A tough, no-nonsense prison movie, Revolt in the Big House (1958) is essentially a B film elevated by the talent involved. Perennial tough guy Gene Evans plays a perennial criminal who is finally convicted and sentenced to 20 years at a maximum-security prison. He immediately proceeds to establish himself at the top of the inmate pecking order and plans a breakout that includes conning his young, innocent cellmate (Robert Blake) to go along with the scheme. Also in the cast are Timothy Carey as an entertainingly unhinged convict, veteran character actor John Qualen as a wise old “lifer” and Emile Meyer as the warden, a part he had also played in Allied Artists’ earlier, more famous prison film, Riot in Cell Block 11 (1954).
Directed by R. G. Springsteen, the film was shot partly on location at California’s Folsom State Prison during the summer of 1958. Springsteen had long been a prolific director at Republic Studios, where he had recently directed the touching and underrated Come Next Spring (1956). Revolt was the second of a series of films he directed at Allied Artists.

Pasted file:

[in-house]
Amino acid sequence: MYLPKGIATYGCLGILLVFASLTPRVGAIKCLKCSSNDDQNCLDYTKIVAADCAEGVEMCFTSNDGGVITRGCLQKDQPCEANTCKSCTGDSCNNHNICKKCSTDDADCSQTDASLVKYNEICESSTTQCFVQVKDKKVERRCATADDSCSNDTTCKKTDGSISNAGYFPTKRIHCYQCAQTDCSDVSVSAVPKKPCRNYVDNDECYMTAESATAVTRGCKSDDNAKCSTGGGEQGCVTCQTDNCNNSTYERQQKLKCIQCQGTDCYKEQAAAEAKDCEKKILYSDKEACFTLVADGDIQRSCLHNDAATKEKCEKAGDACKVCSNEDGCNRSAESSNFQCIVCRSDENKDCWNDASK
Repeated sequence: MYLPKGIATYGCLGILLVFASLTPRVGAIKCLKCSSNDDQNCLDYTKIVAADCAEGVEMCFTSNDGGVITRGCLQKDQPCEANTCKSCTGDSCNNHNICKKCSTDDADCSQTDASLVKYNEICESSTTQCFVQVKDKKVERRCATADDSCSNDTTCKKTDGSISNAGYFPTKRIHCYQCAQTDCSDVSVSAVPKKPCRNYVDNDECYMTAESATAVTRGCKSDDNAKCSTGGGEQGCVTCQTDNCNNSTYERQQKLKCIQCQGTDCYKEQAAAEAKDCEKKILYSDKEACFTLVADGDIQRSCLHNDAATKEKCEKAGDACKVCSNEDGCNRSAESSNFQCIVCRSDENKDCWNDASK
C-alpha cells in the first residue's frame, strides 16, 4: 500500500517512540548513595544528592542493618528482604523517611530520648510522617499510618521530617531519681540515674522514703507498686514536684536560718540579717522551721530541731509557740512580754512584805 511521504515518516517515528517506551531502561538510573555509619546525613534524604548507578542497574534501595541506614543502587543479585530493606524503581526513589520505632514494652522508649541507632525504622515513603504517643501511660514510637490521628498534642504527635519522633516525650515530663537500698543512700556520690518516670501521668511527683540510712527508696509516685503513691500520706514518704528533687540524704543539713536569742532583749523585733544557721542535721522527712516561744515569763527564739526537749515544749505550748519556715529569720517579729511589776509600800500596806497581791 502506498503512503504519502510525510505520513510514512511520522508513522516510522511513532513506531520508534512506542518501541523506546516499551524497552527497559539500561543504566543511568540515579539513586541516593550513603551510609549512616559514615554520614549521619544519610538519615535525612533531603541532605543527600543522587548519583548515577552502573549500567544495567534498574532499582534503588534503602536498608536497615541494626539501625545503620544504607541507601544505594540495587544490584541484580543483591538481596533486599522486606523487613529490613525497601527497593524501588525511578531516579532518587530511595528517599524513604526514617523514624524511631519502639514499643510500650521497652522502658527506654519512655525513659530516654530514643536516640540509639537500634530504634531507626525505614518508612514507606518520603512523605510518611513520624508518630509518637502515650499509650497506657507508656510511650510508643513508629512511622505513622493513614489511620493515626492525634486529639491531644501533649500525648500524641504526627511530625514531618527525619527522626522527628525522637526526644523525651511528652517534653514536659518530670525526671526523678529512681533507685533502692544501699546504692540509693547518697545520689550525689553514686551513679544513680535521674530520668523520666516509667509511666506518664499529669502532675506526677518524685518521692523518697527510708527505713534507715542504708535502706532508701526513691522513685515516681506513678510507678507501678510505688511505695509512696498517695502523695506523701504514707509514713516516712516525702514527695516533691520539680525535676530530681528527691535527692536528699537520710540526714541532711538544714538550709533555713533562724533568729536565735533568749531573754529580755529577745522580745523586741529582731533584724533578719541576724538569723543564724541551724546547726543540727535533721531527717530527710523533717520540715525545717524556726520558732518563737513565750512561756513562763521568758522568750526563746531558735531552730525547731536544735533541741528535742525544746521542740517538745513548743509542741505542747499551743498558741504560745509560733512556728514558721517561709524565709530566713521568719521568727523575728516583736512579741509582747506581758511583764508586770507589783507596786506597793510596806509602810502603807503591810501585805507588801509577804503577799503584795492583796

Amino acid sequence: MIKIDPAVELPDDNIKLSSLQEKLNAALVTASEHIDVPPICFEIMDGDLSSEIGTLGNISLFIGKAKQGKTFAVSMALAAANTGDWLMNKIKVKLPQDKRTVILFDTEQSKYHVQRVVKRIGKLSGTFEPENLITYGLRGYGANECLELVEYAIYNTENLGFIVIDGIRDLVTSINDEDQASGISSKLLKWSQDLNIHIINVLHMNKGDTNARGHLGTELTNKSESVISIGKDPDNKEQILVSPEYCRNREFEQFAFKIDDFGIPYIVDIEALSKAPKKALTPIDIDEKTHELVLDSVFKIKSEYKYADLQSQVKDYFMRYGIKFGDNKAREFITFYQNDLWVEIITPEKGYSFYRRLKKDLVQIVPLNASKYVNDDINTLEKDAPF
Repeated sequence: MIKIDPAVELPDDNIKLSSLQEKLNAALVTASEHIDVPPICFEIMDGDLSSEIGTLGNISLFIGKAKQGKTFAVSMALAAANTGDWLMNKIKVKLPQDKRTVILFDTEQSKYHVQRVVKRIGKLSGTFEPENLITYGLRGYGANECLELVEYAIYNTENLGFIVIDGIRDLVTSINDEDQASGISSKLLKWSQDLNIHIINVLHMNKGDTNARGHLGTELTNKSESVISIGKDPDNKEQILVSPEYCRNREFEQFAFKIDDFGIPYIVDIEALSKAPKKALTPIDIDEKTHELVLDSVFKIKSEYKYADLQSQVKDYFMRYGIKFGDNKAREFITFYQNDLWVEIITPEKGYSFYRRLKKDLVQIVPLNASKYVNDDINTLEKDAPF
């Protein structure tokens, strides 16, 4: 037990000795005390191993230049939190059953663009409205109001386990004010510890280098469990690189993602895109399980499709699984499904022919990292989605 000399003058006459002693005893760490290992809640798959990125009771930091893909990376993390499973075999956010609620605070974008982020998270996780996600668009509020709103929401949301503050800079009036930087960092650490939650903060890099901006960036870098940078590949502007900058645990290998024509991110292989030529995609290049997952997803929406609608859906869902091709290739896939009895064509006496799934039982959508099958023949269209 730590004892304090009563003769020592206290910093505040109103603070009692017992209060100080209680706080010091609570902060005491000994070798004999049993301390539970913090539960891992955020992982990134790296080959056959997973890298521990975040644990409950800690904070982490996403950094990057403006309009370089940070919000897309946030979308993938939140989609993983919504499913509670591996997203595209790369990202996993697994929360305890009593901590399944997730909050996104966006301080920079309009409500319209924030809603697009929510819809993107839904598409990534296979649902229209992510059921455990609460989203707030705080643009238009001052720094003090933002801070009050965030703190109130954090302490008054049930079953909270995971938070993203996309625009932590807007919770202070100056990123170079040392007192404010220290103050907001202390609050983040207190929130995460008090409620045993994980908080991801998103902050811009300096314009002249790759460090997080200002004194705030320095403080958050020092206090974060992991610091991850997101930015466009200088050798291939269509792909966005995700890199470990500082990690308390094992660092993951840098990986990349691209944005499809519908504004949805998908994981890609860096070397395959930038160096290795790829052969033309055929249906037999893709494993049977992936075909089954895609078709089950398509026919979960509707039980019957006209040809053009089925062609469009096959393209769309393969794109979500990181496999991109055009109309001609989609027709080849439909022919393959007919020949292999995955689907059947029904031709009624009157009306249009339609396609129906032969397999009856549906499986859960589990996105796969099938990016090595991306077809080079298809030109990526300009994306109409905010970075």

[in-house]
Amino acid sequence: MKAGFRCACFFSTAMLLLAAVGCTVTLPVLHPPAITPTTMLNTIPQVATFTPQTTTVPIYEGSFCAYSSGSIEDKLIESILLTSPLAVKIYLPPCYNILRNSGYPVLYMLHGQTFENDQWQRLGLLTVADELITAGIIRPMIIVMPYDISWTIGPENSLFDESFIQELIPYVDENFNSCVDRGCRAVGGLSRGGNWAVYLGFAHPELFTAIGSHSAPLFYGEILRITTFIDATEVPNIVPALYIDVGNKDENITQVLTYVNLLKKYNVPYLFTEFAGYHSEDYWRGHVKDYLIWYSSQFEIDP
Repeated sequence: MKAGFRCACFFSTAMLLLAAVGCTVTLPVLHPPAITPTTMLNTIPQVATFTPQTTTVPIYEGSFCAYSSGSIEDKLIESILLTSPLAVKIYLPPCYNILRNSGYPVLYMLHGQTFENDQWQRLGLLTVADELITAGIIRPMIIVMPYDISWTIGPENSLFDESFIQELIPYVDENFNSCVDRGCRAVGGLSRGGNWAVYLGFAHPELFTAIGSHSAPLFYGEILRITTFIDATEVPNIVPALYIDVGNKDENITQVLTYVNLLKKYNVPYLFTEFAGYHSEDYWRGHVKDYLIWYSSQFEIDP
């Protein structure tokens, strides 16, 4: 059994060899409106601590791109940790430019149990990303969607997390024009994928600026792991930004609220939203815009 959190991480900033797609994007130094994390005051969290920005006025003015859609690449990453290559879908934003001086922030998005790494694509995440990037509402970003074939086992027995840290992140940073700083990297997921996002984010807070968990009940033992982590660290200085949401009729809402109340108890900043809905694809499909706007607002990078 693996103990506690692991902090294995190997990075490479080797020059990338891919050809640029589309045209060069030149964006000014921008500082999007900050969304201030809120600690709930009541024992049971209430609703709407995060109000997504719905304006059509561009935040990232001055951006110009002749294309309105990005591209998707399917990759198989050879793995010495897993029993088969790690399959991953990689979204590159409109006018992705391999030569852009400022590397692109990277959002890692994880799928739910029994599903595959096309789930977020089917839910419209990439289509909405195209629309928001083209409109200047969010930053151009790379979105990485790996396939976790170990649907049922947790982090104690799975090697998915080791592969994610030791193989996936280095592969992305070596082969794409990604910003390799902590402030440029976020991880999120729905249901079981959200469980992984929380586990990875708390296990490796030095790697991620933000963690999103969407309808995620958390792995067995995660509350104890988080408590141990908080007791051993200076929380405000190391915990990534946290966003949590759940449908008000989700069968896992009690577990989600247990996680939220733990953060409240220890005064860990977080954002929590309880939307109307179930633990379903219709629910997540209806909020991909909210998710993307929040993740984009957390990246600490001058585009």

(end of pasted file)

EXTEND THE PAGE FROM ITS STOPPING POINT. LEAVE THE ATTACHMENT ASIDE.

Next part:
The screenplay was originally credited to Daniel Hyatt and Eugène Lourié. “Daniel Hyatt” was actually blacklisted Daniel James; in 1998, the Writers Guild of America reinstated his correct name.
Lourié was a fascinating artist in film history. Born in Russia, he started his career in France as an art director and production designer, collaborating with director Jean Renoir in the 1930s on several important films. He later worked with Charlie Chaplin and Sam Fuller, and, in the 1950s and ’60s, expanded his skills to special effects, writing and directing. For a time, he specialized in sci-fi monster classics, directing The Beast From 20,000 Fathoms (1953) and The Giant Behemoth (1959), both of which he also wrote with Daniel James.
Revolt in the Big House opened in November 1958 and drew a strong review from Variety, which deemed the film “a well-concocted prison story, ...more impressive than its budget.... A strong second-feature entry for most markets.” The trade review also praised Timothy Carey as “excellent” and noted 24-year-old Robert Blake’s “sensitive, fiery performance... As a young Mexican boy caught in prison circumstance, Blake should earn for himself a deserved reputation as a natural.”